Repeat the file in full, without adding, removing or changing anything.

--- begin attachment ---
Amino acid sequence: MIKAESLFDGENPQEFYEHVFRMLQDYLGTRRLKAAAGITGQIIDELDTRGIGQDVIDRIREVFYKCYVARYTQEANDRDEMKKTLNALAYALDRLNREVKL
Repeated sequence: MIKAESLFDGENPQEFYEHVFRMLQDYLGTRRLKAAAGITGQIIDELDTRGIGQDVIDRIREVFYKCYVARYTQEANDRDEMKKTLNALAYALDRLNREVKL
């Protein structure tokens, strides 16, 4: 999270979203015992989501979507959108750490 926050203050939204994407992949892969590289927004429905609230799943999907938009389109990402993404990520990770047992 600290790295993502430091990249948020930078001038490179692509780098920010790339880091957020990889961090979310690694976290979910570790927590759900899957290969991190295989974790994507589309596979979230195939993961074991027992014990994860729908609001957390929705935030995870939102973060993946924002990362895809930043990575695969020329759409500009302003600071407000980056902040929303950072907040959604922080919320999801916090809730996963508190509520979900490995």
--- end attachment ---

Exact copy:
Amino acid sequence: MIKAESLFDGENPQEFYEHVFRMLQDYLGTRRLKAAAGITGQIIDELDTRGIGQDVIDRIREVFYKCYVARYTQEANDRDEMKKTLNALAYALDRLNREVKL
Repeated sequence: MIKAESLFDGENPQEFYEHVFRMLQDYLGTRRLKAAAGITGQIIDELDTRGIGQDVIDRIREVFYKCYVARYTQEANDRDEMKKTLNALAYALDRLNREVKL
């Protein structure tokens, strides 16, 4: 999270979203015992989501979507959108750490 926050203050939204994407992949892969590289927004429905609230799943999907938009389109990402993404990520990770047992 600290790295993502430091990249948020930078001038490179692509780098920010790339880091957020990889961090979310690694976290979910570790927590759900899957290969991190295989974790994507589309596979979230195939993961074991027992014990994860729908609001957390929705935030995870939102973060993946924002990362895809930043990575695969020329759409500009302003600071407000980056902040929303950072907040959604922080919320999801916090809730996963508190509520979900490995």